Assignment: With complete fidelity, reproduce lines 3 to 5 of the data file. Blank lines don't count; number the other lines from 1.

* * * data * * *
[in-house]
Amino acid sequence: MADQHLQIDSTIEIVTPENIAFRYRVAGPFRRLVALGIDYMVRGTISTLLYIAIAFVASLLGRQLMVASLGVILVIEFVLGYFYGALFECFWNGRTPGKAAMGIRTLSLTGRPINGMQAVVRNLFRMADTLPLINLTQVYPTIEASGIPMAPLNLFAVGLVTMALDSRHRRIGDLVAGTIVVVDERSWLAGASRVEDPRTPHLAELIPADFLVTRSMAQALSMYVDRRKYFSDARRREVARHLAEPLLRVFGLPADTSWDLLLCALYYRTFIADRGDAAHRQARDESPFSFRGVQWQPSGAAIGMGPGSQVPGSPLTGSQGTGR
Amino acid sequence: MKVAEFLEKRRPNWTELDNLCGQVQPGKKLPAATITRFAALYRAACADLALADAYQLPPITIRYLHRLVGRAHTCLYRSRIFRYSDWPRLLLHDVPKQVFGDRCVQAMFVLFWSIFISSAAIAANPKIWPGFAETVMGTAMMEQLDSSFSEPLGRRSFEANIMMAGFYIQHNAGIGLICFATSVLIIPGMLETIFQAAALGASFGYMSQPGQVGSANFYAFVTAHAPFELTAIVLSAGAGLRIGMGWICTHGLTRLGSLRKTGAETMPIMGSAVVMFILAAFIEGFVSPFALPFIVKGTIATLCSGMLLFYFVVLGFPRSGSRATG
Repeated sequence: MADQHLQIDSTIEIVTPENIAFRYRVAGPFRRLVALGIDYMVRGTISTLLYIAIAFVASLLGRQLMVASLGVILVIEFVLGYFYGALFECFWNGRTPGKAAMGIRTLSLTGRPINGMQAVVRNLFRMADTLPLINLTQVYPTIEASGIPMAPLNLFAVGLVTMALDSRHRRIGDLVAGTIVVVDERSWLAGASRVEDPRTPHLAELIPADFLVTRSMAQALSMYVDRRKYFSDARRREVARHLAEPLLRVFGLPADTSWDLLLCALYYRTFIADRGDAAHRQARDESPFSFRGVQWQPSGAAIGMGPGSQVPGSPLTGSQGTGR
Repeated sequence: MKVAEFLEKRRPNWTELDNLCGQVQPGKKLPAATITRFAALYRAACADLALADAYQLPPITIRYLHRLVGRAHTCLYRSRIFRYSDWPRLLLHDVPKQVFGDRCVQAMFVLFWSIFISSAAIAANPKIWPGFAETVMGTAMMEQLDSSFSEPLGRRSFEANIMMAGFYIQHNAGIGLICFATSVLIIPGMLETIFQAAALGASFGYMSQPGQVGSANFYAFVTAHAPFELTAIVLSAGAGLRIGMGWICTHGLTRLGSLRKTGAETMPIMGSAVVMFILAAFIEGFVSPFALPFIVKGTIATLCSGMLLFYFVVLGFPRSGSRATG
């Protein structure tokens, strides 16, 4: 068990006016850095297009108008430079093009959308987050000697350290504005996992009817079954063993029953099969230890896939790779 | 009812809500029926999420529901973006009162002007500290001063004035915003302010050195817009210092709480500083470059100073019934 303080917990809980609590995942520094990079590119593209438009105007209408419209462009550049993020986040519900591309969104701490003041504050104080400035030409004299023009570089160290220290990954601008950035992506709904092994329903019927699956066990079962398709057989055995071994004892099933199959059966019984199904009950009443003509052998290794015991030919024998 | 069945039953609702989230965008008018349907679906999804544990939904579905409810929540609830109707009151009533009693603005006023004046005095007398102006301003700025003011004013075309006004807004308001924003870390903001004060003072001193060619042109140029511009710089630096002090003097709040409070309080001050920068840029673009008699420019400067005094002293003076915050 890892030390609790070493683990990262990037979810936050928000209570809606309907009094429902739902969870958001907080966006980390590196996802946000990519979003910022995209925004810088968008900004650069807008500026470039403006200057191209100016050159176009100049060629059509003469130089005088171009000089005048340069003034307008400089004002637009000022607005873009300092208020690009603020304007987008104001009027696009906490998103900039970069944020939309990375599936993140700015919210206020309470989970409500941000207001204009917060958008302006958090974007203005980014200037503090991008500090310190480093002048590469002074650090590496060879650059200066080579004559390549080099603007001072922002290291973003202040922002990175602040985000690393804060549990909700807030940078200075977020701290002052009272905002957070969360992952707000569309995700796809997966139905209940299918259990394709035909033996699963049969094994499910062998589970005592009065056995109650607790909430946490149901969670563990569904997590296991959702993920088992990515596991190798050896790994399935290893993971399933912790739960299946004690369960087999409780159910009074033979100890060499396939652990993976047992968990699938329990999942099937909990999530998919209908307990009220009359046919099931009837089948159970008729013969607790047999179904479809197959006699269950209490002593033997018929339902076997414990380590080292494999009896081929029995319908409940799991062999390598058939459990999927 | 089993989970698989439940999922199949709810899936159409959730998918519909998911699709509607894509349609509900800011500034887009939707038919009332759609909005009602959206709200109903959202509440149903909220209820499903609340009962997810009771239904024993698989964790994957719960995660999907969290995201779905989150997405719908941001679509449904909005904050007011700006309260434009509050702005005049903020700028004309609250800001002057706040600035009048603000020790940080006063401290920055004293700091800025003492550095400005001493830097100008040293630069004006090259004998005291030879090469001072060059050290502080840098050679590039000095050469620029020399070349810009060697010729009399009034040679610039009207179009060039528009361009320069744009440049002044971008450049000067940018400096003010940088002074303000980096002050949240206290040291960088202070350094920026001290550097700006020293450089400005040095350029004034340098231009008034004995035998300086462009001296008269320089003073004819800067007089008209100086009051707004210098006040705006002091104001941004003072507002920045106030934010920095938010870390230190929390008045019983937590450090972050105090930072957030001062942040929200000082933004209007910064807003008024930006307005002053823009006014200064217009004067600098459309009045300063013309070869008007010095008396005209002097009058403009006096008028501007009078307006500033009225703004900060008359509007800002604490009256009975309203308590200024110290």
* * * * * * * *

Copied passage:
Amino acid sequence: MKVAEFLEKRRPNWTELDNLCGQVQPGKKLPAATITRFAALYRAACADLALADAYQLPPITIRYLHRLVGRAHTCLYRSRIFRYSDWPRLLLHDVPKQVFGDRCVQAMFVLFWSIFISSAAIAANPKIWPGFAETVMGTAMMEQLDSSFSEPLGRRSFEANIMMAGFYIQHNAGIGLICFATSVLIIPGMLETIFQAAALGASFGYMSQPGQVGSANFYAFVTAHAPFELTAIVLSAGAGLRIGMGWICTHGLTRLGSLRKTGAETMPIMGSAVVMFILAAFIEGFVSPFALPFIVKGTIATLCSGMLLFYFVVLGFPRSGSRATG
Repeated sequence: MADQHLQIDSTIEIVTPENIAFRYRVAGPFRRLVALGIDYMVRGTISTLLYIAIAFVASLLGRQLMVASLGVILVIEFVLGYFYGALFECFWNGRTPGKAAMGIRTLSLTGRPINGMQAVVRNLFRMADTLPLINLTQVYPTIEASGIPMAPLNLFAVGLVTMALDSRHRRIGDLVAGTIVVVDERSWLAGASRVEDPRTPHLAELIPADFLVTRSMAQALSMYVDRRKYFSDARRREVARHLAEPLLRVFGLPADTSWDLLLCALYYRTFIADRGDAAHRQARDESPFSFRGVQWQPSGAAIGMGPGSQVPGSPLTGSQGTGR
Repeated sequence: MKVAEFLEKRRPNWTELDNLCGQVQPGKKLPAATITRFAALYRAACADLALADAYQLPPITIRYLHRLVGRAHTCLYRSRIFRYSDWPRLLLHDVPKQVFGDRCVQAMFVLFWSIFISSAAIAANPKIWPGFAETVMGTAMMEQLDSSFSEPLGRRSFEANIMMAGFYIQHNAGIGLICFATSVLIIPGMLETIFQAAALGASFGYMSQPGQVGSANFYAFVTAHAPFELTAIVLSAGAGLRIGMGWICTHGLTRLGSLRKTGAETMPIMGSAVVMFILAAFIEGFVSPFALPFIVKGTIATLCSGMLLFYFVVLGFPRSGSRATG